1902 Encyclopedia > Tapaculo


TAPACULO, the name given in Chili to a bird of singular appearance,—the Pteroptochus albicollis of ornithology,—and, throughout this series of articles (BIRDS, vol. iii. p. 743 ; ORNITHOLOGY, vol. xviii. p. 40, et alibi), applied in an extended sense to its allied forms, which are now found to constitute a small Family, Pteroptochidee, belonging to the Tracheophonous division of Passeres, and therefore peculiar to South America. About 20 species, which are disposed by Mr Sclater (Ibis, 1874, pp. 189— 206) in 8 genera, are believed to belong to this group.
The species of the Family first made known is Scytalopus magellankus, originally described in 1783 by Latham (Synojjsis, iv. p. 464) as a Warbler. Even in 1836 Gould not unnaturally took it for a Wren, when establishing the genus to which it is now referred ; but some ten years after Johannes Miiller found that Scytalopus, together with the true Tapaculo, which was first described by Kittlitz in 1830, possessed anatomical characters that removed them far from any position previously assigned to them, and determined their true place as above given. In the meanwhile a kindred form, Hylactes, also first described in 1830, had been shewn by Eyton to have some very exceptional osteological features, and these were found to be also common to Pteroptochus and Scytalopus. In 1860 Prof. Cabanis recognized the Pteroptochidee as a distinct Family, but made it also include Menura (cf. LYRE-BIRD, vol. xv. p. 115), and in 1874 Mr Sclater (ut supra) thought that Atrichia (cf. SCRUB-BIRD, vol. xxi. p. 554) might belong here. It was Gavrod in 1876 and 1877 who finally divested the Family of these aliens, but, until examples of some of the other genera have been anatomically examined, it may not be safe to say that they all belong to the Pteroptochidee.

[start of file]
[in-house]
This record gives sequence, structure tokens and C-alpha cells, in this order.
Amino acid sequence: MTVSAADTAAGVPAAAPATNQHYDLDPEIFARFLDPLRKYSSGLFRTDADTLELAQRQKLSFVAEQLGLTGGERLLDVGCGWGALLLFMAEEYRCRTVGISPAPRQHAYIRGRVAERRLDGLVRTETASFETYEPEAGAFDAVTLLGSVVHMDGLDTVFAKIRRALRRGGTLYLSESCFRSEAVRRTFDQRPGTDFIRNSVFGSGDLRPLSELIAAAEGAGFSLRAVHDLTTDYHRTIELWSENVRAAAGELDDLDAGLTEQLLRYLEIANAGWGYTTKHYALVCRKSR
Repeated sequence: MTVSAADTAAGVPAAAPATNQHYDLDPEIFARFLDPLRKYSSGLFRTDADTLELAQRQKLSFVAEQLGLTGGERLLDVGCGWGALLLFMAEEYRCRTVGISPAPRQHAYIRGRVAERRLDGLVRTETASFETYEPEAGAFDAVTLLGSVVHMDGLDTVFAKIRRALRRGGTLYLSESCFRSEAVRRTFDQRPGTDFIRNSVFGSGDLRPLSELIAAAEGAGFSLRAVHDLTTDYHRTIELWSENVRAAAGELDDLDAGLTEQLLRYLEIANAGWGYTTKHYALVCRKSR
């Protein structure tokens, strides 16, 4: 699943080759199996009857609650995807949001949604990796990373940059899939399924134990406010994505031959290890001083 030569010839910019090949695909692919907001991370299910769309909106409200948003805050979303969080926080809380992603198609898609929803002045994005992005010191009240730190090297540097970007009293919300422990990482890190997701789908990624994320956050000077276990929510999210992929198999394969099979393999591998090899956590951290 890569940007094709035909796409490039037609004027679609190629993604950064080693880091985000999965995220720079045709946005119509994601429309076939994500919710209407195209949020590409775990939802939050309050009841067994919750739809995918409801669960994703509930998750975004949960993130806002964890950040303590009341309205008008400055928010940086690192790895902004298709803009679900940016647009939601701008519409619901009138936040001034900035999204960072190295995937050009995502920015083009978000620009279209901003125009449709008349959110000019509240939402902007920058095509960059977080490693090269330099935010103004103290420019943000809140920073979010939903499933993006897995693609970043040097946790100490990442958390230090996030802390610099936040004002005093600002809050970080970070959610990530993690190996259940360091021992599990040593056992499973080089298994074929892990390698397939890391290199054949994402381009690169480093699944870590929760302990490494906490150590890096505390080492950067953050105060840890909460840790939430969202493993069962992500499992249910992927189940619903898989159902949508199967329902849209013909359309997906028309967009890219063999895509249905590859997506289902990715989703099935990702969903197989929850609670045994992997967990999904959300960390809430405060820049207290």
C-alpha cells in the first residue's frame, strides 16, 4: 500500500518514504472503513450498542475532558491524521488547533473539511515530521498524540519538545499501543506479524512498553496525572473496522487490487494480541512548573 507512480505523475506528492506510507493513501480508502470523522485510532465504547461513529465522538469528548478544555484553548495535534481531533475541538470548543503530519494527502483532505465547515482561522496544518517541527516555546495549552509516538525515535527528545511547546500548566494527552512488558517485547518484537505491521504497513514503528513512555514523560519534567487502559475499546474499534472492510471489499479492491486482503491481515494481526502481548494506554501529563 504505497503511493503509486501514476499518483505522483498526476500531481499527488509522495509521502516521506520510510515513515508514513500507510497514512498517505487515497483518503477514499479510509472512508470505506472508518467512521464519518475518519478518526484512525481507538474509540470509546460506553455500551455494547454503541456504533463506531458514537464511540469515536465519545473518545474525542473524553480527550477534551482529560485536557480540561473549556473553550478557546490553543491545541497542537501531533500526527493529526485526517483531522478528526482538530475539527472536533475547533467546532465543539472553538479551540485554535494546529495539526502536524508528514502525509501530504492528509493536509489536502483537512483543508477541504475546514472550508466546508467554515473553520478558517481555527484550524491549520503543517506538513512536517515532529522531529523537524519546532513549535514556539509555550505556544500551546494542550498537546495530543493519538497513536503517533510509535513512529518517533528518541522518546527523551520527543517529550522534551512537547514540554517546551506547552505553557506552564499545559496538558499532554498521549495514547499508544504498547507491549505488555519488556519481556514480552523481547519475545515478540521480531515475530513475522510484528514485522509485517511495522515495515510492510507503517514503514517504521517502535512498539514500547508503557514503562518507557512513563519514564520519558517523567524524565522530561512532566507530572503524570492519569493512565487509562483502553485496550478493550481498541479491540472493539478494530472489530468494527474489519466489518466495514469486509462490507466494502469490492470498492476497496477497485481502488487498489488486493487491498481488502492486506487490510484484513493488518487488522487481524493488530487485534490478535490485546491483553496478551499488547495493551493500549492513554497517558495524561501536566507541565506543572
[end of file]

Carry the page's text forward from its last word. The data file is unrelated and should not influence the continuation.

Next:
The true Tapaculo (P. albicollis) has a general resemblance in plumage to the females of some of the smaller Shrikes (Lanius), and to a cursory observer its skin might pass for that of one ; but its shortened wings and powerful feet would on closer inspection at once reveal the difference. In life, however, its appearance must be wholly unlike, for it rarely flies, hops actively on the ground or among bushes, with its tail erect or turned towards its head, and continually utters various and strange notes,—some, says Mr Darwin, are "like the cooing of doves, others like the bubbling of water,and manydefy all similes." The "Turco," Hylactes megapodius, is larger, with greatly developed feet and claws, but is very similar in colour and habits. Two more species of Hylactes are known, and one other of Pteroptochus, all of which are peculiar to Chili or Patagonia. The species of Scytalopus are as small as Wrens, mostly of a dark colour, and inhabit parts of Brazil and Colombia, one of them occurring so far northward as Bogota.

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